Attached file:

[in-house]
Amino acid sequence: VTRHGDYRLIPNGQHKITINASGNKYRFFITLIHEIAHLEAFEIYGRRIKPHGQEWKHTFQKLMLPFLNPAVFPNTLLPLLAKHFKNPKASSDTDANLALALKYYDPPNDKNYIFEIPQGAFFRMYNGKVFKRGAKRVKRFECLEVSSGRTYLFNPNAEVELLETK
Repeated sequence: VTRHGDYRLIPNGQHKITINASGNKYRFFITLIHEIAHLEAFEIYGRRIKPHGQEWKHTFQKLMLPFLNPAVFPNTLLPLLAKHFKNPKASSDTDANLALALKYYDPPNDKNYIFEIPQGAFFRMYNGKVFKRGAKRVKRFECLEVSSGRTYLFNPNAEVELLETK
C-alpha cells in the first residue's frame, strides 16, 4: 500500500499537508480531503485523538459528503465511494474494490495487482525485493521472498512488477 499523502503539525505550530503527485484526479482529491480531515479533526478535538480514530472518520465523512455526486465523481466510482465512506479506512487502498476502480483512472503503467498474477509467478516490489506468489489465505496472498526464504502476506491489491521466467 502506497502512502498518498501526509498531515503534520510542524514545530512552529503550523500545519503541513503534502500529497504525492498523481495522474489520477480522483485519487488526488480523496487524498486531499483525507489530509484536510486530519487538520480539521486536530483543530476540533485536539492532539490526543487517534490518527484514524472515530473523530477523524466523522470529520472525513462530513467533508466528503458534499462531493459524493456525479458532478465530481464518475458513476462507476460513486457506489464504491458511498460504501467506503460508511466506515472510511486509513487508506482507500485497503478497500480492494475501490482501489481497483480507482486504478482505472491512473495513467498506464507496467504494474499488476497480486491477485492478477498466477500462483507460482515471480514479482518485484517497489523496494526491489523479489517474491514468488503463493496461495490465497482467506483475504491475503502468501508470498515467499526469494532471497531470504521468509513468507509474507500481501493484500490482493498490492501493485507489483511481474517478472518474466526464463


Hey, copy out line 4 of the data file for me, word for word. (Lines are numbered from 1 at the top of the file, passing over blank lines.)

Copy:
C-alpha cells in the first residue's frame, strides 16, 4: 500500500499537508480531503485523538459528503465511494474494490495487482525485493521472498512488477 499523502503539525505550530503527485484526479482529491480531515479533526478535538480514530472518520465523512455526486465523481466510482465512506479506512487502498476502480483512472503503467498474477509467478516490489506468489489465505496472498526464504502476506491489491521466467 502506497502512502498518498501526509498531515503534520510542524514545530512552529503550523500545519503541513503534502500529497504525492498523481495522474489520477480522483485519487488526488480523496487524498486531499483525507489530509484536510486530519487538520480539521486536530483543530476540533485536539492532539490526543487517534490518527484514524472515530473523530477523524466523522470529520472525513462530513467533508466528503458534499462531493459524493456525479458532478465530481464518475458513476462507476460513486457506489464504491458511498460504501467506503460508511466506515472510511486509513487508506482507500485497503478497500480492494475501490482501489481497483480507482486504478482505472491512473495513467498506464507496467504494474499488476497480486491477485492478477498466477500462483507460482515471480514479482518485484517497489523496494526491489523479489517474491514468488503463493496461495490465497482467506483475504491475503502468501508470498515467499526469494532471497531470504521468509513468507509474507500481501493484500490482493498490492501493485507489483511481474517478472518474466526464463